2) As cegaton pointed out and you realized already, the reason for the difference is blending images in a linear space (blender) vs. blending images in a non-linear space (photoshop and others). Blender works with linear images all the way. What you get from the compositor is linear, even though the display transform makes the final composite non-linear and also saving as byte-images (like PNG, JPG, etc. does ,as 8-bit images need to be gamma-corrected to avoid artifacts. So, even when images are converted to non-linear in the end, all the blending operations inside the compositor are performed on linear data with associated alpha (also called pre-multiplied). Photoshop does it completely different, for a number of reasons, being legacy the main one: Back in the day when it was only possible to edit 8-bit images, it made sense to work with gamma-corrected sources with unassociated alpha (like PNGs). Things have changed since, but Photoshop kept the non-linear editing and a lot of graphics applications followed its lead doing the same. It's good to keep in mind that linear blending works closer to reality than non-linear blending, so take Blender's result as the right one (which means that you should try making Photoshop look like Blender, not the other way around).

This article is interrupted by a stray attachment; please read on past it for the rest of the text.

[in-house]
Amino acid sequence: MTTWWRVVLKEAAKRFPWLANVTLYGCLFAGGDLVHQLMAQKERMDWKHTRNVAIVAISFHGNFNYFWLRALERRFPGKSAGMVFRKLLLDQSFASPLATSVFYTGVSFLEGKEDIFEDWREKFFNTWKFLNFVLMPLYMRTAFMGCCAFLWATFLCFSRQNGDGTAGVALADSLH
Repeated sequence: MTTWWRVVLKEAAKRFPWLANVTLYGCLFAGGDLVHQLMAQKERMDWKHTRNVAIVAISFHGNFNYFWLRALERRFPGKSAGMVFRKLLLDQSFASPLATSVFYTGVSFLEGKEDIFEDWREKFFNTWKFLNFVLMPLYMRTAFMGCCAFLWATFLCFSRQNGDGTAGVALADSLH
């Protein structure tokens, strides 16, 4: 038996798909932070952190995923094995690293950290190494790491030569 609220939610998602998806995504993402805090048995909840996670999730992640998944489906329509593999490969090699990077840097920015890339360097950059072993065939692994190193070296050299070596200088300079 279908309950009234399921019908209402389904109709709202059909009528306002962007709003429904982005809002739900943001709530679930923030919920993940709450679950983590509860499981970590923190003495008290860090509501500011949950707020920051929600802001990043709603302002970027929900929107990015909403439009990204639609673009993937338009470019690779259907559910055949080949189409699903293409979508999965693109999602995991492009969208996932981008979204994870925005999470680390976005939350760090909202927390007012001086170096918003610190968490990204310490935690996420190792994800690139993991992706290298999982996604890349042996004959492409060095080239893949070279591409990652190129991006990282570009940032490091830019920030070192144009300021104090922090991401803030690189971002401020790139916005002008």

3) Yes it is! You need to turn your linear associated images to non-linear unassociated ones. With the alpha convert node, you have to make the buffers unassociated (premul to straight), then with a gamma correct node "bend" the linear image to 0.4545 (1/2.2). The result will be merged with an alpha-over node (make sure you mark the convert premul checkbox, as the input is unassociated), and right after that node a gamma node set to 2.2 will take the result back to linear (which is necessary as Blender colour management expects linear to apply the display transform and the output gamma-correction.